In the case of trade union development the unions have taken many forms—craft and grade unions, general unions of “unskilled” workers, local and national unions, local federations (Trades Councils), industrial unions, and so on to the international federations of “Trades Union Congresses" and the international trade secretariats of unions in the same trade.

Alongside these practical adaptations to the needs of the workers and to changes in the organisation of industry there has been a continuous flow of ideas propagated by groups of enthusiasts designed to harness the unions to wider aims going far beyond wages and working conditions; from the short-lived Grand National Consolidated Trades Union of the eighteen thirties, to the IWW the One Big Union Movement and Syndicalism.

When they wrote their History of Trade Unionism over fifty years ago, the Webbs hoped and believed that the Unions were moving towards the idea of one union for each industry, both on grounds of greater effectiveness and in pursuit of the Webb’s doctrine of workers’ control. Will Paynter, former member of the Communist Party and General Secretary of the National Union of Mineworkers and now a member of the Commission on Industrial Relations, set up by the Wilson Government, carries on from the Webbs. He presents an argued case for the Unions to remodel themselves on industrial lines in order to meet the growing concentration of capitalist industry and what he believes to be the permanent tendency of governments to intervene in wage fixing in the form of income policies and possible changes in Trade Union law. He supports his ease with much evidence of the harm resulting from the fragmentation of British trade unions, and from inter-union rivalries.

The Webbs hoped that one Union for each industry would emerge from amalgamations but in fact very little progress has been made since they wrote. The amalgamation have indeed taken place; in 1900 there were 1244 separate trade unions, now reduced to about 500, while T.U.C. affiliations have dropped from 184 with a membership of a million and a quarter to 155 unions with a membership of 9 millions. But the biggest growth has been in the conglomerate unions such as Transport & General Workers, the General and Municipal Workers and others with membership spread over numerous industries, with the result that from the standpoint of industrial unionism the position is as far as ever from what the Webbs expected. The TUC has on many occasions studied the problem but has always shied away from the task of trying to compel its affiliates to remodel themselves, knowing well that it cannot hope to compel the biggest unions to give up members. The TUC has also stressed the practical difficulty of defining what is an industry.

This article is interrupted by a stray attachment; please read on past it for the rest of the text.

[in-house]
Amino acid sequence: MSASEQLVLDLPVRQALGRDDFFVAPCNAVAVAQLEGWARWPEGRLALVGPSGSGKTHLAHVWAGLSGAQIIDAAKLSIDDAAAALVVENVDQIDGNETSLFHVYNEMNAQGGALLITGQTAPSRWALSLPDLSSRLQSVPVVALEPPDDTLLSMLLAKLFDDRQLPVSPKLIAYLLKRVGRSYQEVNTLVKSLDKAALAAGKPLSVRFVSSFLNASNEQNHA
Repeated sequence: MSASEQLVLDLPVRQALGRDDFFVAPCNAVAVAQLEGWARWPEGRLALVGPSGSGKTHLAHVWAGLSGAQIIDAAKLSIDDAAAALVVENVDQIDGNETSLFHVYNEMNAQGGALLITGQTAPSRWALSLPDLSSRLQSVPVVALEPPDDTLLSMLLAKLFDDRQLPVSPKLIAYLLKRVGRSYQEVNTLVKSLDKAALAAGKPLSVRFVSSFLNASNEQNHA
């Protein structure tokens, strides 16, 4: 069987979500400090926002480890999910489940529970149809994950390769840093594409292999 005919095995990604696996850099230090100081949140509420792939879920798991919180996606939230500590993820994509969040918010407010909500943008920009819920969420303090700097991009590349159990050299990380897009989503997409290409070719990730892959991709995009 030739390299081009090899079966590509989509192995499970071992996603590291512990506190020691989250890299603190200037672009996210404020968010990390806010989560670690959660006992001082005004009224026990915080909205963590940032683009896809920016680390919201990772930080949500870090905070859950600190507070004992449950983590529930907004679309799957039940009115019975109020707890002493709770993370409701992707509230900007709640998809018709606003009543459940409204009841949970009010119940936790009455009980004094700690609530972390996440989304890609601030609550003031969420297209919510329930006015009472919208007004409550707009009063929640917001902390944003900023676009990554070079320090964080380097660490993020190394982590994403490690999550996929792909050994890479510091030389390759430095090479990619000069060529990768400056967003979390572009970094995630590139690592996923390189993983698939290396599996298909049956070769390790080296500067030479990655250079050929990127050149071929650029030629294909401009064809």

There are of course examples from other countries of what can be done. The Swedish Trade Union Confederation manages with only 37 affiliated National Unions and in Germany, where the trade union movement was rebuilt from scratch after the second world war, the Trade Union Federation has only 16 unions to cover the whole of industry.

Paynter accepts that what he advocates would be possible only if the TUC General Council acquired controlling authority over the Unions, something on the lines of the Swedish model which makes the central body the effective one for negotiating with the employers’ central organisation; at present the British TUC has no such powers.

What Paynter advocates comes up against two major problems. The first is that if trade unions are to be democratically controlled by their members, it is the members who have to be convinced that it is in their interest to adopt a new industry- based structure with effective authority handed over to the TUC, i.e. to a body ever more remote than their own union executives and officials.

The second is that any idea of trade unions pursuing wider social aims is limited by the fact that the great majority of members have, as yet, no revolutionary outlook embracing a complete change in the structure of society.

Paynter warns against what he thinks is another possibility, that the Unions, through close involvement with the employers and the government, may find themselves more or less government controlled, with, as its ultimate end, the corporate state of Mussolini’s Italy, Hitler’s Germany, and Franco’s Spain. (For some reason he does not mention Russia, where the “unions” are also in effect government agencies.)

Which brings us to the interesting question of Paynter’s own outlook. He makes many references to the class-struggle basis of trade unions, and the “socialist” aims of himself and some unions, and he chides "left” trade union leaders who are die-hards in their resistance to change. Yet he confines his proposals to “unionism under capitalist conditions in Britain”, though in the same context he writes of the purpose of trade unions applying “equally in a capitalist or a socialist society”. What he really means when he uses the term “socialism” is nationalisation, or state capitalism as in the nationalised industries. He supports the Labour Party.

He admits that coal nationalisation has made little difference to the miners:
  “The relations between management and worker remained the same, the union still had to fight hard to get improvements in wages and conditions and little in the daily lives of the men reflected the change that had taken place.”
He admits too that nationalised industries are “expected to operate as commercial undertakings, generally on strictly business principles characteristic of capitalism”.

He is however candid enough to confess that he was one of the people who understood so little about what was going on as to display “a naive and immature judgement” at the time the mines were nationalised. He writes:
  I remember the morning of January 1st 1947. the first day of operations with nationalised mines — standing on the top of a train of coal at one of the collieries. I served as a union agent, making an enthusiastic speech about ‘the dawn of a new era’, of the significance of the day being one where the ‘workers were moving forward to the control of their own destinies’, and that we were at the beginning of the process where capitalism would be replaced by Socialism.
The Communist Party now has no time for Paynter but it is interesting to see that at a time when he was one of their trusted leaders he had no more comprehension of what capitalism and Socialism are all about than he has now.
Edgar Hardcastle